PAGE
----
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Becoming Beloved Community

On Wednesday nights, from 7:30-8:45pm, we are having conversations about race in an effort to become more like the beloved community. The discussions, led by Debby Mills, James Perry, and Rev. Mike, cover theological and intellectual information, as well as reflection. We have read “Waking Up White” by Debby Irving, “How to Fight Racism” by Jamar Tisby, and discussed current events. We have also offered resources such as Advent reflections written by people of color (see below).

This month we have two exciting initiatives we invite you to join via Zoom:

Rev. Mike will lead us on Wednesday, April 14th at 7:30pm as we begin a study of “The Cross and the Lynching Tree” by James H. Cone. "The Cross and the Lynching Tree" invites us as Christians to understand the central place suffering holds for our understanding of Jesus. Through his prayerful and thought provoking insights, James Cone will challenge us to understand our sisters and brothers of color and their Christian faith and struggle in soul-changing ways. You will be challenged and you will be blessed!

On Sunday, April 25th at 5pm James DeWolf Perry will lead us in a screening and facilitated discussion about “Traces of the Trade: A Story from the Deep North” via Zoom.  This is an award winning and Emmy-nominated documentary that tells the story of the largest slave-trading family in U.S. history. James DeWolf Perry, who is a descendant of the family and the documentary’s principal historical consultant, will facilitate the conversation. You can register for the Zoom link HEREFeel free to invite friends!

Please email Debby Mills with any questions or for the Zoom link to join our Wednesday night discussions!

Debby, James & Mike+

There before me was a great multitude that no one could count, from every nation, tribe, people and language, standing before the throne and before the Lamb. They were wearing white robes and were holding palm branches in their hands.  Revelation 7:9


Church of the Redeemer's Leadership Statement on Race

On May 25, 2020, George Floyd was killed by police in Minneapolis, Minnesota. The video of his death has awakened a national call for justice and equity for Black Americans and other people of color amidst a wider culture of systemic racism. Mr. Floyd’s death reminded our nation yet again of its painful history and present beset by violence against Black Americans and other people of color.

As a parish of the Episcopal Church that “exists to bring people to Christ and to bring Christ to all people” the Church of the Redeemer must prayerfully discern God’s call to faithfully join the chorus of voices raised for justice, repentance and reconciliation in the face of the sin of racism both systemic and particular. Racism is a sign of human brokenness, and we reject it in its many forms. As Christians, we look to Christ who tore down the dividing walls that separate neighbor from neighbor and creature from Creator. Our Baptismal Covenant from the Book of Common Prayer 1979 asks of the baptized five questions essential for living the Christian life and practicing the Christian faith:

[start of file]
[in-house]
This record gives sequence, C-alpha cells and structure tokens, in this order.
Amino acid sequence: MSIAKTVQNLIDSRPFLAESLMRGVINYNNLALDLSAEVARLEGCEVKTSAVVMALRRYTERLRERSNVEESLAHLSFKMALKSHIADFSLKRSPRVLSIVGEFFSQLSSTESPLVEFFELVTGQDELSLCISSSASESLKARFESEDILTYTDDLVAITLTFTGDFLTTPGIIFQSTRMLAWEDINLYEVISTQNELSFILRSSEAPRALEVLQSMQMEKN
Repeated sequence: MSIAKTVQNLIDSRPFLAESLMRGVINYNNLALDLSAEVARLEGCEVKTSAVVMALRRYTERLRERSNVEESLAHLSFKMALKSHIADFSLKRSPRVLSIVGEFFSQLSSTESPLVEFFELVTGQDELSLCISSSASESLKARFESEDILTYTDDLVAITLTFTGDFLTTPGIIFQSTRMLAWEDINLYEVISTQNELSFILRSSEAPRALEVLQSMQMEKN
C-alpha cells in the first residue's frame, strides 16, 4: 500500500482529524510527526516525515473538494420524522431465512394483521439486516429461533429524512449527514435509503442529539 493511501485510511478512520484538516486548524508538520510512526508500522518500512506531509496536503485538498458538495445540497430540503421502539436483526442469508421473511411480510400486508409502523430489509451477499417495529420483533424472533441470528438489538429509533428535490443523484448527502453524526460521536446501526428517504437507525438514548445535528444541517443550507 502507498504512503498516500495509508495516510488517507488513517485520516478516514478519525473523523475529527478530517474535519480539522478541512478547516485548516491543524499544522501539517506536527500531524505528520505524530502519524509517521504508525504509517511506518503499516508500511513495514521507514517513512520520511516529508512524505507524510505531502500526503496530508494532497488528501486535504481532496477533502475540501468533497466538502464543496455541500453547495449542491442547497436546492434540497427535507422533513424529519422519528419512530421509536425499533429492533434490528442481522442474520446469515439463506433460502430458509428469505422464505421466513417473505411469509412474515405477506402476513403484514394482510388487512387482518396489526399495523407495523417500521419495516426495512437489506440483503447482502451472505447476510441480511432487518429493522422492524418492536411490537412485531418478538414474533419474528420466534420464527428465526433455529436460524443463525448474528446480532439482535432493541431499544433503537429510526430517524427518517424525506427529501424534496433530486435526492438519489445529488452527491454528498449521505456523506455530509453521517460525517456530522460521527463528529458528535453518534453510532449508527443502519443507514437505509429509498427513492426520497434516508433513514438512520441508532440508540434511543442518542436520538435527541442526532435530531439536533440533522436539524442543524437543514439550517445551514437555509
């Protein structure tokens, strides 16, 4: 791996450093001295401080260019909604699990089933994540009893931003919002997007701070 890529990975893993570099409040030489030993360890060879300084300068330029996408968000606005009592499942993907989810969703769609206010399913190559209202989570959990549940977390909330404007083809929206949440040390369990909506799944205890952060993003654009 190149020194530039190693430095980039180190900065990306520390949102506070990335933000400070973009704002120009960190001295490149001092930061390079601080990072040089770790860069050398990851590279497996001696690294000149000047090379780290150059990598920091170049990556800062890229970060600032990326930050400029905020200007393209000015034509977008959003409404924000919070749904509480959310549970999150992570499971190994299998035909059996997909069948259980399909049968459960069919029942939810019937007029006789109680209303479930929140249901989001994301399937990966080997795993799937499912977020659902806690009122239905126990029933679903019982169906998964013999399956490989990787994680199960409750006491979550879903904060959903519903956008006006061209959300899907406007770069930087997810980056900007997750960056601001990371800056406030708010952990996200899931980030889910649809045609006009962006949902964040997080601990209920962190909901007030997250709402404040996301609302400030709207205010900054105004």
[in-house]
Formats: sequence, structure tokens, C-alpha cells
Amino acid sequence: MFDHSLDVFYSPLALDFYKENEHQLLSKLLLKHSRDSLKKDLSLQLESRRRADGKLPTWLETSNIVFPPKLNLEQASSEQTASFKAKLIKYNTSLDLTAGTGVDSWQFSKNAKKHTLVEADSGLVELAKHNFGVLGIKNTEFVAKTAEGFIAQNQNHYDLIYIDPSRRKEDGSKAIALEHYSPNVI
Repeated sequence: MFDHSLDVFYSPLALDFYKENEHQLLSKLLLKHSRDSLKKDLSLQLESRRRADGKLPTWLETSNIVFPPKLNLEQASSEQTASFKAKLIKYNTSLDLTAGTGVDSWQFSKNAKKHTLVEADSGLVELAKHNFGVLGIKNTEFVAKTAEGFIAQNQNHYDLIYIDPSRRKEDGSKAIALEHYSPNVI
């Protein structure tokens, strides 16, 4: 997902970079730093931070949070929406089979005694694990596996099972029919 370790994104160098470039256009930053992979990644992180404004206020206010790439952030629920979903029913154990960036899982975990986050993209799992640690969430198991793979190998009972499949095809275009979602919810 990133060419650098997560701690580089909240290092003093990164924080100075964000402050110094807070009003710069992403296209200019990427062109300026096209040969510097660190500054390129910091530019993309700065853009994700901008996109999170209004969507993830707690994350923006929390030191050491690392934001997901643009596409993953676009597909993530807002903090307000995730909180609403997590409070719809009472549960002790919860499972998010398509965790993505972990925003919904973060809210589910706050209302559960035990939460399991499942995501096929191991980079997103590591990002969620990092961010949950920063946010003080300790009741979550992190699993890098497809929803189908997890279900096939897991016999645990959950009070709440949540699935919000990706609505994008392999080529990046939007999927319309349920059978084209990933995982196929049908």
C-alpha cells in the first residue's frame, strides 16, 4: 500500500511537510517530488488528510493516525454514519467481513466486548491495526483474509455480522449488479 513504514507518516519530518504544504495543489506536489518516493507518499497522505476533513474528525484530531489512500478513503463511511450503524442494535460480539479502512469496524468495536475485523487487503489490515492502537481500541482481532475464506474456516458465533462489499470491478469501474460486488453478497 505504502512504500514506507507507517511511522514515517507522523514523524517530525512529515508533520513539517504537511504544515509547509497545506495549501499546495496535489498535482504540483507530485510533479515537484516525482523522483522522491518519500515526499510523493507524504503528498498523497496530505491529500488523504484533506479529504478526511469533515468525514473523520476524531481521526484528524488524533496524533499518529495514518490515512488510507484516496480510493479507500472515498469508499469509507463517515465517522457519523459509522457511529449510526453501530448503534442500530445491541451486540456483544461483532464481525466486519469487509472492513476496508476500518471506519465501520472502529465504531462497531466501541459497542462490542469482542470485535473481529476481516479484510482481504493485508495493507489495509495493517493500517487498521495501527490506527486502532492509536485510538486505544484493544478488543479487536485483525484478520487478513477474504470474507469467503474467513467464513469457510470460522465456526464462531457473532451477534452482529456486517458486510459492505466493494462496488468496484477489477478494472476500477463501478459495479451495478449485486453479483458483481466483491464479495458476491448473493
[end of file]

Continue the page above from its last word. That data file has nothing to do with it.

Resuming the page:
Will you continue in the apostles' teaching and fellowship, in the breaking of the bread, and in the prayers?

Will you persevere in resisting evil, and, whenever you fall into sin, repent and return to the Lord?

Will you proclaim by word and example the Good News of God in Christ?

Will you serve Christ in all persons loving your neighbor as yourself?

Will you strive for justice and peace among all people, and respect the dignity of every human being?

We cannot claim the Christian faith for ourselves as set forth in the Baptismal Covenant and remain silent or neutral in the face of racism. Therefore, we, the Clergy, Wardens, and Vestry of the Church of the Redeemer hereby vow to engage in:

Prayerful introspection, contemplation and repentance of our personal biases and/or our silence that has participated in national patterns of discrimination and exclusivity.

Prayerful conversations of learning and listening to better understand our personal and collective participation in systemic racism as American Christians.

Prayerful relationship building with the people of color in our own parish, our mission partners in Boston and those in our community and beyond through invitational and intentional  conversations of humble listening.

Prayerful action with our ministry partners, local leaders, and our wider community to understand and combat the pervasive sin of racism in our own lives, our parish, and our communities.

Banner photo credit: 
Guérin, Jules Vallée, 1866-1946. Angel of Truth Giving Freedom and Liberty to the Slave, a mural at the Lincoln Memorial, Washing D.C. from Art in the Christian Tradition, a project of the Vanderbilt Divinity Library, Nashville, TN. Original source: flickr.

We invite you to read Stability in a Storm, Seven Devotionals through the Psalms and to journey through some potentially new perspectives. Here are some devotionals we’ve found written by a variety of persons of color:

Prophesy Hope - An Advent Reflection on Hope, Peace, Love, and Freedom (written by Dante Stewart in 2019) 

Starry Black Night - A Womanist Advent Devotional 

A Trail of Hope: Meditations for Advent (written by Native American college students in 2002) 

Stability in the Storm - 7 Devotionals Through the Psalms (written by members of the Asian American Christian Collaborative) 

Anticipating the Birth of Jesus: An Advent Devotional on Immigration (written by Rondell Treviño in 2019) 

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379 Hammond Street
Chestnut Hill, MA 02467
PHONE:  617-566-7679
FAX:  617-566-6678
OFFICE: 8:30-4:30 pm M-F | SUMMER:  9:00-3:00 pm M-Th

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